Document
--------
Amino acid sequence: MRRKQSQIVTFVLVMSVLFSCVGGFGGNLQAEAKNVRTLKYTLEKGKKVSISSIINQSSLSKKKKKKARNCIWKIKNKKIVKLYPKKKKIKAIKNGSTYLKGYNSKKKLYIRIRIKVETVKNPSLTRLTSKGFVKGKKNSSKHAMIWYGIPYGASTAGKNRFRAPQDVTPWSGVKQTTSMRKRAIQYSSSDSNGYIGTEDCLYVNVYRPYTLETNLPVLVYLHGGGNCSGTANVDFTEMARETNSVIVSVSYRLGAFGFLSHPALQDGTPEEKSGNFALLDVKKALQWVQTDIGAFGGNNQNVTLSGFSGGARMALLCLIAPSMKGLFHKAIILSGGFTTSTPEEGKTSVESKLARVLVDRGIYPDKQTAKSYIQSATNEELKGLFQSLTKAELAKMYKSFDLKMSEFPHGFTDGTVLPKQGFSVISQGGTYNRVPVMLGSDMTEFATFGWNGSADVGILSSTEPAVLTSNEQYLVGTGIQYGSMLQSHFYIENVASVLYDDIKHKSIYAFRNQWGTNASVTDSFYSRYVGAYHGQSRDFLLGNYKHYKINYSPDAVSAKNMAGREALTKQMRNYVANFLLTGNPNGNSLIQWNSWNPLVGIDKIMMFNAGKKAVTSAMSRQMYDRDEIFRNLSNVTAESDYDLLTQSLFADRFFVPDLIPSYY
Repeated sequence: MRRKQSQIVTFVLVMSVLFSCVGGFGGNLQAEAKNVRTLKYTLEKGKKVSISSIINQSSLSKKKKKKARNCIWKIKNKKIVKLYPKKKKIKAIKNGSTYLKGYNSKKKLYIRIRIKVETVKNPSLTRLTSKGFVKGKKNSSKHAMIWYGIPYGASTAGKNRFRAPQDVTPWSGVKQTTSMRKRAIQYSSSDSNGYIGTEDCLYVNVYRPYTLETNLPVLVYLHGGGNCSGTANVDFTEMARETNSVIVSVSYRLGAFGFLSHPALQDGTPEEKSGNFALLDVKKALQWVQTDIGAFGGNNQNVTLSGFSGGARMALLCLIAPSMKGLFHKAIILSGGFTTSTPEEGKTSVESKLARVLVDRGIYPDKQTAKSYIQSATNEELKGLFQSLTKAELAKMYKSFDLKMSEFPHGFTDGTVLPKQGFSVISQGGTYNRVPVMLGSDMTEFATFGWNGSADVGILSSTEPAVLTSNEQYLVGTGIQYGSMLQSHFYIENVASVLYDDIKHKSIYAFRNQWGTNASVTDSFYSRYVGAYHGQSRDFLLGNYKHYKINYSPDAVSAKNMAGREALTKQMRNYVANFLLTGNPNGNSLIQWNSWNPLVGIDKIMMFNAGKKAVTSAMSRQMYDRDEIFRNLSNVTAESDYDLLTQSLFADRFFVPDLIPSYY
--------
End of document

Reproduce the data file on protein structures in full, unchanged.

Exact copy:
Amino acid sequence: MRRKQSQIVTFVLVMSVLFSCVGGFGGNLQAEAKNVRTLKYTLEKGKKVSISSIINQSSLSKKKKKKARNCIWKIKNKKIVKLYPKKKKIKAIKNGSTYLKGYNSKKKLYIRIRIKVETVKNPSLTRLTSKGFVKGKKNSSKHAMIWYGIPYGASTAGKNRFRAPQDVTPWSGVKQTTSMRKRAIQYSSSDSNGYIGTEDCLYVNVYRPYTLETNLPVLVYLHGGGNCSGTANVDFTEMARETNSVIVSVSYRLGAFGFLSHPALQDGTPEEKSGNFALLDVKKALQWVQTDIGAFGGNNQNVTLSGFSGGARMALLCLIAPSMKGLFHKAIILSGGFTTSTPEEGKTSVESKLARVLVDRGIYPDKQTAKSYIQSATNEELKGLFQSLTKAELAKMYKSFDLKMSEFPHGFTDGTVLPKQGFSVISQGGTYNRVPVMLGSDMTEFATFGWNGSADVGILSSTEPAVLTSNEQYLVGTGIQYGSMLQSHFYIENVASVLYDDIKHKSIYAFRNQWGTNASVTDSFYSRYVGAYHGQSRDFLLGNYKHYKINYSPDAVSAKNMAGREALTKQMRNYVANFLLTGNPNGNSLIQWNSWNPLVGIDKIMMFNAGKKAVTSAMSRQMYDRDEIFRNLSNVTAESDYDLLTQSLFADRFFVPDLIPSYY
Repeated sequence: MRRKQSQIVTFVLVMSVLFSCVGGFGGNLQAEAKNVRTLKYTLEKGKKVSISSIINQSSLSKKKKKKARNCIWKIKNKKIVKLYPKKKKIKAIKNGSTYLKGYNSKKKLYIRIRIKVETVKNPSLTRLTSKGFVKGKKNSSKHAMIWYGIPYGASTAGKNRFRAPQDVTPWSGVKQTTSMRKRAIQYSSSDSNGYIGTEDCLYVNVYRPYTLETNLPVLVYLHGGGNCSGTANVDFTEMARETNSVIVSVSYRLGAFGFLSHPALQDGTPEEKSGNFALLDVKKALQWVQTDIGAFGGNNQNVTLSGFSGGARMALLCLIAPSMKGLFHKAIILSGGFTTSTPEEGKTSVESKLARVLVDRGIYPDKQTAKSYIQSATNEELKGLFQSLTKAELAKMYKSFDLKMSEFPHGFTDGTVLPKQGFSVISQGGTYNRVPVMLGSDMTEFATFGWNGSADVGILSSTEPAVLTSNEQYLVGTGIQYGSMLQSHFYIENVASVLYDDIKHKSIYAFRNQWGTNASVTDSFYSRYVGAYHGQSRDFLLGNYKHYKINYSPDAVSAKNMAGREALTKQMRNYVANFLLTGNPNGNSLIQWNSWNPLVGIDKIMMFNAGKKAVTSAMSRQMYDRDEIFRNLSNVTAESDYDLLTQSLFADRFFVPDLIPSYY